Jolyse, if I can help anyone feel more calm I’m grateful. Thanks so much for taking the time to read and leave a lovely comment!

  2. Diane Hughes (@dianewordsmith) August 16, 2011 at 3:16 am #

    This was such a pleasant read, Molly. As Tess said, it made me smile. I feel like going outside now and deadheading my impatiens, but it’s bedtime and sleep beckons. Thanks for the sweet bedside story. 🙂

    • Molly Greene August 16, 2011 at 2:18 pm #

      Diane, lots of deadheading here for you whenever you want to visit!

  3. Tess Hardwick August 16, 2011 at 2:23 am #

    This post made me smile. In your description of your garden and care of it, I was reminded of my mothering skills! Thanks for a wonderful read, as always.

  4. Bonnie House August 16, 2011 at 12:23 pm #

    I like how you compare your garden with your writing. I like to do art so art is your garden and it takes me away. So does writing. But haven’t learned to let go and write what I am thinking. Feel I need to write the truth instead of filling in with things that might have happened. So not so good at fiction yet, but enjoy haiku poetry and non-fiction articles and doing Bible studies. Have a new blog and it is about being disciples for Christ.

    I love the picture of your dog. Looks like it could be mean if it wanted to but for the right reasons.


    • Molly Greene August 16, 2011 at 2:17 pm #

      Hi Bonnie! Thanks so much for taking the time to read and comment – I appreciate it. Time to let go!

  5. Jacqui Murray August 16, 2011 at 3:16 pm #

    You might like John Verdon’s latest thriller, Shut Your Eyes Tight. His main character retires to the mountains around Mt. Shasta with his wife who spends much of the book tending her gardens. I kind of got into rural life through it, but not enough to move!

    • Molly Greene August 16, 2011 at 4:19 pm #

      Thank you Jacqui, I’ll put it on my to-read list!

  6. Mary Yuhas August 16, 2011 at 5:36 pm #

    Great blog with great analogies! I love your dog too. I’m a dog person and a gardener. Florida gardens are terribly challenging because anything will grow. Trying to keep things from growing is the trick here and you do have to watch out for coral snakes but you probably have rattlers. Great job!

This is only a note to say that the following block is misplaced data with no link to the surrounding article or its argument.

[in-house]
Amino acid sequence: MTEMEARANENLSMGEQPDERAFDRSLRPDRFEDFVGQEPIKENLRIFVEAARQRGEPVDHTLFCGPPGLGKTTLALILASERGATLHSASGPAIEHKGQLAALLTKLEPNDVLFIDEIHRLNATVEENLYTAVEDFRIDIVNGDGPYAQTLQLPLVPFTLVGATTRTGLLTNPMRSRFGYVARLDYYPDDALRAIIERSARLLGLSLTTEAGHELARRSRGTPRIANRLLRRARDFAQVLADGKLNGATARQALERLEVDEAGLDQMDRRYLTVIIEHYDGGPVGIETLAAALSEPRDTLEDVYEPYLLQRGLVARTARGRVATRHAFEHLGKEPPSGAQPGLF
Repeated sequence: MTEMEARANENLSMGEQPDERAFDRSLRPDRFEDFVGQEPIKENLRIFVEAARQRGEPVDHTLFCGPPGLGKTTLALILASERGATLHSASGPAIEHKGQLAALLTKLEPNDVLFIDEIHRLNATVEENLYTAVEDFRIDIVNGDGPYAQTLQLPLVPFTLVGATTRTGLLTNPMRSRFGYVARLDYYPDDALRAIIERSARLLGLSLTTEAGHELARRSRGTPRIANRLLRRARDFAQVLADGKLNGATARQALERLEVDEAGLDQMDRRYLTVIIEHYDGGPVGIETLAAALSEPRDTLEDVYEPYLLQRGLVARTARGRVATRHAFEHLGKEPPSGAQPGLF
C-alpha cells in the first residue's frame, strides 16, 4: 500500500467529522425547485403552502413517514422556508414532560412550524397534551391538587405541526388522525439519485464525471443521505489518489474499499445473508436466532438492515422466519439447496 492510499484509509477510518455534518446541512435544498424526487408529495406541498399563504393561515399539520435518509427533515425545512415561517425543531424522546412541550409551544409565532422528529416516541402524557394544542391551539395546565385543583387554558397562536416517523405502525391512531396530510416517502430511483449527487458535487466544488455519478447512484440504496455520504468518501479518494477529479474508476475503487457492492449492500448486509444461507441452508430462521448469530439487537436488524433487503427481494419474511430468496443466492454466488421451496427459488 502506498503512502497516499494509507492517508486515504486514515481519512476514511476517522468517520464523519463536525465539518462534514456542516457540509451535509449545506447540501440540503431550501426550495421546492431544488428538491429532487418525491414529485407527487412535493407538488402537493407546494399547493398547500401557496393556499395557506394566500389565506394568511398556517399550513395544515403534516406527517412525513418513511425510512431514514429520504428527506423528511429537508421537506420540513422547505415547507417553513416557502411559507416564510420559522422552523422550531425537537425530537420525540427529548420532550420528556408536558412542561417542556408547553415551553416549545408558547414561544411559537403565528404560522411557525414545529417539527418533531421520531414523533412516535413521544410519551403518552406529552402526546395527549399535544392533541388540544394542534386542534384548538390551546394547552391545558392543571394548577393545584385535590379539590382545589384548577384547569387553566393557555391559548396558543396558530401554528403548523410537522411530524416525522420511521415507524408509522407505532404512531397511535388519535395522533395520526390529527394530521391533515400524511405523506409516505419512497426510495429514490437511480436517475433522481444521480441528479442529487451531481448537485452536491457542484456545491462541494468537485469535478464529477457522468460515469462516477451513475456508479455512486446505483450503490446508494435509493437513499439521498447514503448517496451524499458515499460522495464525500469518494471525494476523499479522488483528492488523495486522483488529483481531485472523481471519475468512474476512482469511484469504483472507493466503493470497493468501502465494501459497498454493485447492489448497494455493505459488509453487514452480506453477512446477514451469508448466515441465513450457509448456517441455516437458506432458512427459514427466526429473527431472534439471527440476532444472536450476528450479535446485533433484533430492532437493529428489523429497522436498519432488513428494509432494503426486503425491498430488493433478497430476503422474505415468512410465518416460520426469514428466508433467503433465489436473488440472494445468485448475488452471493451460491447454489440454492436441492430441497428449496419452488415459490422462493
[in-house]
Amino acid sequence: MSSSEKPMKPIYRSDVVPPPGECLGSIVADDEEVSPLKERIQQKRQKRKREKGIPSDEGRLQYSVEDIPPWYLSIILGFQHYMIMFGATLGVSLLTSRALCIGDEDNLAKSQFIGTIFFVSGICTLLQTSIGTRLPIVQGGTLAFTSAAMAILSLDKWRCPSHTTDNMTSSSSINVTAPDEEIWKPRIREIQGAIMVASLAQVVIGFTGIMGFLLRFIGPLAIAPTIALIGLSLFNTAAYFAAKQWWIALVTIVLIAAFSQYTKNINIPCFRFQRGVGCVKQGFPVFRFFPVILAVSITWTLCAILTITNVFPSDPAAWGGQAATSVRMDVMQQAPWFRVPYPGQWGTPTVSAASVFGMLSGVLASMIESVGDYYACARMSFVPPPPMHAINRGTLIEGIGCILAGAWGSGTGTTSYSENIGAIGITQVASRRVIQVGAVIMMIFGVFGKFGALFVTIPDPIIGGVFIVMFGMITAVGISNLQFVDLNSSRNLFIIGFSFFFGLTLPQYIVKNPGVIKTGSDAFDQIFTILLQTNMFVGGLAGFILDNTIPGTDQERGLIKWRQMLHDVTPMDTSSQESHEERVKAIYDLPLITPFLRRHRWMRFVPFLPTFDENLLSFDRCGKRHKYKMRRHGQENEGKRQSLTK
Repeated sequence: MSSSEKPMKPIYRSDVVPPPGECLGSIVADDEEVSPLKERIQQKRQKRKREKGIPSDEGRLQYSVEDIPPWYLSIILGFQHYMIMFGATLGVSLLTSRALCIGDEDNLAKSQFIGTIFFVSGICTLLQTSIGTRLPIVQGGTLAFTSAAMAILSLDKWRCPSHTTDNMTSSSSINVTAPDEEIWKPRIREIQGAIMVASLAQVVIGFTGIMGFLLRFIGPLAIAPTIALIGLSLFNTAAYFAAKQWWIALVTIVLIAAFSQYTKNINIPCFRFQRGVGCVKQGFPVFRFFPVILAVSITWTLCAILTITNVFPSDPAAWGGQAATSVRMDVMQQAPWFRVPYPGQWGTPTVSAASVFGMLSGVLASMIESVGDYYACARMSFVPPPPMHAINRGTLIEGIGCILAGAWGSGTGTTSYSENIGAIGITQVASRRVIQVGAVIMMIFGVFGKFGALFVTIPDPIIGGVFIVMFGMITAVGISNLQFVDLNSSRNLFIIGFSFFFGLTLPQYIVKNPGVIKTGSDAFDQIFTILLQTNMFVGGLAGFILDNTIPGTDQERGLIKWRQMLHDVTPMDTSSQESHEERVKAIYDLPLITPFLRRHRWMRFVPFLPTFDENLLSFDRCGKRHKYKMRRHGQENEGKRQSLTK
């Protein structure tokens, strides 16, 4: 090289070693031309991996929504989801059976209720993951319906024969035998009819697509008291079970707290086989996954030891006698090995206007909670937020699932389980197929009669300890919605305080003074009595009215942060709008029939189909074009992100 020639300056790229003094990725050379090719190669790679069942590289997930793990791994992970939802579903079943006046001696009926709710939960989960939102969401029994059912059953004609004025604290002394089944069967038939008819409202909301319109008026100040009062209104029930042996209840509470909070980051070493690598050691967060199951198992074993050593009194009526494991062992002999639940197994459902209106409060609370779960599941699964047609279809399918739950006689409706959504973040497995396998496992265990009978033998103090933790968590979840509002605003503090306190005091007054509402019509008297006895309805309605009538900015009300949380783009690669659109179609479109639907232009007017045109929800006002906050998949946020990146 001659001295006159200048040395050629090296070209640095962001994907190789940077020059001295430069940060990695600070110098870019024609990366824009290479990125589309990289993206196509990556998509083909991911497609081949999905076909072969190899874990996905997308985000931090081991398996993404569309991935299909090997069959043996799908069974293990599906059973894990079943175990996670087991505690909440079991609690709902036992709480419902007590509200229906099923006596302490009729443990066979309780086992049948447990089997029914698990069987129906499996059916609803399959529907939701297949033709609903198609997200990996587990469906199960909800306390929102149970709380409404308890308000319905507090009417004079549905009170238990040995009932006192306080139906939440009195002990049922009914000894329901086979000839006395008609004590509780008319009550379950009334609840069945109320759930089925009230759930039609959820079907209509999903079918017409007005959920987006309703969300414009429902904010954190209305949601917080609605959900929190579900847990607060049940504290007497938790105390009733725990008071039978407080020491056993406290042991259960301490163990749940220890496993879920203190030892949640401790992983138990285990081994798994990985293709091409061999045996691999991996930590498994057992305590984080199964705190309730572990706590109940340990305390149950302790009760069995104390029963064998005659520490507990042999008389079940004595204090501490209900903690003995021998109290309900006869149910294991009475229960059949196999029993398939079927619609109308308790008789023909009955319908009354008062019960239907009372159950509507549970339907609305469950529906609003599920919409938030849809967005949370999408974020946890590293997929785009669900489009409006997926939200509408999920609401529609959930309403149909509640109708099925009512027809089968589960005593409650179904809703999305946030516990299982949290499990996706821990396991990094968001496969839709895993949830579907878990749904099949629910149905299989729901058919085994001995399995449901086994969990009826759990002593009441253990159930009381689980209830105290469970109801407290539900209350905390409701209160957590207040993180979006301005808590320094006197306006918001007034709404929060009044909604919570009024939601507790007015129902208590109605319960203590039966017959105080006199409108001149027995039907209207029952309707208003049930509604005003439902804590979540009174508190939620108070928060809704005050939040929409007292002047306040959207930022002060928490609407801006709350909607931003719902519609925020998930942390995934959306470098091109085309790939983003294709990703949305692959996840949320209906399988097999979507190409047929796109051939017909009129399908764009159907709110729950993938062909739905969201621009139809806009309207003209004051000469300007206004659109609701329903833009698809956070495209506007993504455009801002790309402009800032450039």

• Mary Yuhas August 16, 2011 at 5:37 pm #

      I mean Florida gardens aren’t challenging

      • Molly Greene August 16, 2011 at 7:45 pm #

        Hi Mary! Sometimes I wish I had that problem – cutting things back & down is so much easier than begging them to grow and bloom. Thanks for the read and comment!

  7. Jan Romes March 20, 2012 at 11:16 am #

    Very nice article, Molly :-)) I love gardening too. Your
    comparisons of gardening and writing were excellent!
    Thanks for the enlightening post!

  8. Caroline Gerardo April 1, 2012 at 11:09 am #

    I love this article about gardening. I am a gardener and have organice produce, flowers and even some rose patents. I love that you are a planner then randomly neglectful, a sort of let them go free, well not the squirrels…

  9. Rick Bylina June 6, 2012 at 4:24 pm #

    I grow large nouns and vibrant verbs in my garden, but I have to watch out for invasive adverbs and adjectives that are helpful, but must be controlled lest they crowd out the flow of the garden walk. Truly, a magnificent garden mirrors a well-crafted novel. And like the writing, the garden takes time to reach its full potential.

    • Molly Greene June 7, 2012 at 6:44 am #

      I love it! Rick, thank you so much for stopping by!

  10. Diana Underhill Dinverno April 13, 2014 at 6:04 am #

    Glad to have your post as my companion as I sit with a cup of coffee this morning. Your style of gardening mirrors mine. BTW, Frank is a cutie!

    • Molly Greene April 13, 2014 at 2:19 pm #

      Thanks, Diana – Frank says hi!